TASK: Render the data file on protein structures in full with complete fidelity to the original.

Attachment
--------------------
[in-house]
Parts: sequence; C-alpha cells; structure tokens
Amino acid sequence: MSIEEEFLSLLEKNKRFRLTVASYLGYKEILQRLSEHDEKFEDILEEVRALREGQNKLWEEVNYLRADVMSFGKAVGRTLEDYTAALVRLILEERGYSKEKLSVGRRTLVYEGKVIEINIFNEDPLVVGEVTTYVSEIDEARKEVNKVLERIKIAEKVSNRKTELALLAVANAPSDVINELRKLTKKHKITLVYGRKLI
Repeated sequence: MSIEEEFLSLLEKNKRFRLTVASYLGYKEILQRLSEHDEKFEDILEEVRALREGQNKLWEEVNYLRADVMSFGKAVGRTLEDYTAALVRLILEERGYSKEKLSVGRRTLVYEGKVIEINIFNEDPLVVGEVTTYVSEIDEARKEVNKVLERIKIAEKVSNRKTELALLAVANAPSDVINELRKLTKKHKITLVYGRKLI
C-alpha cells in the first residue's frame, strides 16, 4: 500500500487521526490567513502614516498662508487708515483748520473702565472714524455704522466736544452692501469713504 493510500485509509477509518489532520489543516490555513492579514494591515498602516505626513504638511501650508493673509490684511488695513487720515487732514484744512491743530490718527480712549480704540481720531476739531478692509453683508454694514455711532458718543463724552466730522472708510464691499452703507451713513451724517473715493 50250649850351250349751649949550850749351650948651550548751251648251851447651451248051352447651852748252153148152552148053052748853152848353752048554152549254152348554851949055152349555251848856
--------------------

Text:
[in-house]
Parts: sequence; C-alpha cells; structure tokens
Amino acid sequence: MSIEEEFLSLLEKNKRFRLTVASYLGYKEILQRLSEHDEKFEDILEEVRALREGQNKLWEEVNYLRADVMSFGKAVGRTLEDYTAALVRLILEERGYSKEKLSVGRRTLVYEGKVIEINIFNEDPLVVGEVTTYVSEIDEARKEVNKVLERIKIAEKVSNRKTELALLAVANAPSDVINELRKLTKKHKITLVYGRKLI
Repeated sequence: MSIEEEFLSLLEKNKRFRLTVASYLGYKEILQRLSEHDEKFEDILEEVRALREGQNKLWEEVNYLRADVMSFGKAVGRTLEDYTAALVRLILEERGYSKEKLSVGRRTLVYEGKVIEINIFNEDPLVVGEVTTYVSEIDEARKEVNKVLERIKIAEKVSNRKTELALLAVANAPSDVINELRKLTKKHKITLVYGRKLI
C-alpha cells in the first residue's frame, strides 16, 4: 500500500487521526490567513502614516498662508487708515483748520473702565472714524455704522466736544452692501469713504 493510500485509509477509518489532520489543516490555513492579514494591515498602516505626513504638511501650508493673509490684511488695513487720515487732514484744512491743530490718527480712549480704540481720531476739531478692509453683508454694514455711532458718543463724552466730522472708510464691499452703507451713513451724517473715493 50250649850351250349751649949550850749351650948651550548751251648251851447651451248051352447651852748252153148152552148053052748853152848353752048554152549254152348554851949055152349555251848856